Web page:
Michael Kors is the latest brand to announce that it will no longer be following the traditional fashion calendar as he announced on the 15th June that he will not present at New York Fashion Week in September.
Michael Kors has also one of the many luxury brands to have been impacted by shutdowns related to COVID-19. The brand experienced loss due to unsold merchandise as well as delayed production and delivery service. Kors will now present and produce two collections per year, one for spring/summer and one for fall/winter.
“I have for a long time thought that the fashion calendar needs to change” Michael Kors explained in a public statement following the announcement. He continued: “It’s exciting for me to see the open dialogue within the fashion community about the calendar – from Giorgio Armani to Dries Van Noten to Gucci to YSL to major retailers around the globe – about ways in which we can slow down the process and improve the way we work. We’ve all had time to reflect and analyse things, and I think many agree that it’s time for a new approach for a new era.”
The luxury fashion brand is the latest of a line of designers who are reconsidering the fashion calendar. Saint Laurent announced its departure from Paris Fashion Week calendar in favour of adopting its own approach, while Gucci also announced it will be reconsidering the old system, cutting down to two shows instead of five per year. These announcements follow an open letter signed by a host of influential designers, retail executives and CEOs from across the globe proposing a plan for transforming the fashion industry post pandemic. This outlined plan involves switching the seasonal calendar around and cutting back on markdowns.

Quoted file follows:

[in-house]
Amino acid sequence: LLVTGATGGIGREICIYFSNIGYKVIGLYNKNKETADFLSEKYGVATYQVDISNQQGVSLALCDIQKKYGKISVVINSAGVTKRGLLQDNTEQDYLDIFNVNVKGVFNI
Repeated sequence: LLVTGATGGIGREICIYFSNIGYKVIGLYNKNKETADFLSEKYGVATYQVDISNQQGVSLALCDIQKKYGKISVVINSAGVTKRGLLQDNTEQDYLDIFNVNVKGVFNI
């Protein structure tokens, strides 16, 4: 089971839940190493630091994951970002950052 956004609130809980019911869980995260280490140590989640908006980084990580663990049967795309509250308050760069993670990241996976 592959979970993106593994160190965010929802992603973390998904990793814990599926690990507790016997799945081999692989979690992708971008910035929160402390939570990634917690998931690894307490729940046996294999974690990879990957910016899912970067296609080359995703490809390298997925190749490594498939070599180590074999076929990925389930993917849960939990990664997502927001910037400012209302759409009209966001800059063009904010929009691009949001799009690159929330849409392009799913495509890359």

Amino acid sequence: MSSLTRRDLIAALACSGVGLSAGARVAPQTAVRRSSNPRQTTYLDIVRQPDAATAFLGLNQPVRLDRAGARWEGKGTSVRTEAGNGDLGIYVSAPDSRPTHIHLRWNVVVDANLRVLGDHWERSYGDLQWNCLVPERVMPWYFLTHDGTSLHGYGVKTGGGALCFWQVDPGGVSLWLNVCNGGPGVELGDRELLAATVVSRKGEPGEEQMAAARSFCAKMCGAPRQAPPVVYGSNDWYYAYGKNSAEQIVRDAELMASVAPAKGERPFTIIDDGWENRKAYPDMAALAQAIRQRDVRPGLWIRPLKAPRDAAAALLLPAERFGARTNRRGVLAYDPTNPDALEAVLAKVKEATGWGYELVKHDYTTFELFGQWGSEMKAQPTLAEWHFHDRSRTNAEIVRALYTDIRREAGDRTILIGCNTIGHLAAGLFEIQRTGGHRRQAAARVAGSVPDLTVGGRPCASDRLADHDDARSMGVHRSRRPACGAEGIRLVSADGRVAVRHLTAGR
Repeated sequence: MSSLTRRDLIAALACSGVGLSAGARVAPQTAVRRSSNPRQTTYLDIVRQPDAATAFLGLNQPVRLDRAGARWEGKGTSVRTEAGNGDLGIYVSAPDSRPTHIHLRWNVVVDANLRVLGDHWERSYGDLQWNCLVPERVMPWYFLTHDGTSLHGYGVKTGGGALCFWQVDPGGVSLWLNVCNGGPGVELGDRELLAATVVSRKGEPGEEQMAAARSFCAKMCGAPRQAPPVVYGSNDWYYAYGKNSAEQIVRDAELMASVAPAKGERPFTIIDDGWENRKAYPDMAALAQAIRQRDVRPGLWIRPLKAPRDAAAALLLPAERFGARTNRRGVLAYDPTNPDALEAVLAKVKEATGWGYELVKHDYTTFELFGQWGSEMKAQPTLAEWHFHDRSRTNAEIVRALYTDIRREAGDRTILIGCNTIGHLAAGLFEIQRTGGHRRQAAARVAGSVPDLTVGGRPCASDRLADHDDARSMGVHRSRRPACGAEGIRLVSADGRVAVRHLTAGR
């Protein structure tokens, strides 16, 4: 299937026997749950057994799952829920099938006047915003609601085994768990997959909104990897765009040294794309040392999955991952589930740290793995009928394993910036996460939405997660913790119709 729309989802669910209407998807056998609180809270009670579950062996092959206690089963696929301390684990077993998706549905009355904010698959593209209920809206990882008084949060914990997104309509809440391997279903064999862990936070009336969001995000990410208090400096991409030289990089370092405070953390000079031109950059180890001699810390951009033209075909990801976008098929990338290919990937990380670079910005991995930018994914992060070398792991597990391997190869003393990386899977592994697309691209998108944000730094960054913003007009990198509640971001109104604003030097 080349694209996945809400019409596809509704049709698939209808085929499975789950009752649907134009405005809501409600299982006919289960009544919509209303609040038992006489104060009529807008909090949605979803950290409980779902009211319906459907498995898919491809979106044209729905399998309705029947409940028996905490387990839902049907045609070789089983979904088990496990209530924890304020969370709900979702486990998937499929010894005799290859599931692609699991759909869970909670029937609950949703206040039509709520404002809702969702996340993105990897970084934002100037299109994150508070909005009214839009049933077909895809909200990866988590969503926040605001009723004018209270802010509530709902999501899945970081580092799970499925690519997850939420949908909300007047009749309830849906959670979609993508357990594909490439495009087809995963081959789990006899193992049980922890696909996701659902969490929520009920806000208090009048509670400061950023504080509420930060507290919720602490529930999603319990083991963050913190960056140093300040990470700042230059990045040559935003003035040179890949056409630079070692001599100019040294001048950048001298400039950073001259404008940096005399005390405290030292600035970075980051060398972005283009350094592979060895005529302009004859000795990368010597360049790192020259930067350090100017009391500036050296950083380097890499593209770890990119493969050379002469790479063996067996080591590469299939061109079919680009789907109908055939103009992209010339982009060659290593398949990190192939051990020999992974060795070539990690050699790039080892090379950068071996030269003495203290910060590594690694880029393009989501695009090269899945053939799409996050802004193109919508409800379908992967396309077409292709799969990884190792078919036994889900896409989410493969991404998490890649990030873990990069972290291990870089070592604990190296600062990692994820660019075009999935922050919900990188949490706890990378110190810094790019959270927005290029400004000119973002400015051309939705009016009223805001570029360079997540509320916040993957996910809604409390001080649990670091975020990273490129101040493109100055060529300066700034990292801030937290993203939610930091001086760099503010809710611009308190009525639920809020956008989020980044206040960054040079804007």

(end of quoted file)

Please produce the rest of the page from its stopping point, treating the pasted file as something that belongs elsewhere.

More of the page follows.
“It is imperative that we give the consumer time to absorb the fall deliveries, which will just be arriving in September, and not confuse them with an overabundance of additional ideas, new seasons, products and images” says Kors.
Now, the collection will be sold to retailers before revealing it to the public and to press. This will allow supply chains and factories to have the appropriate time to produce and ship the items. Kors added: “I feel that these changes are long overdue and will be a huge win-win, most importantly for the consumer.”
By Natalie Reppas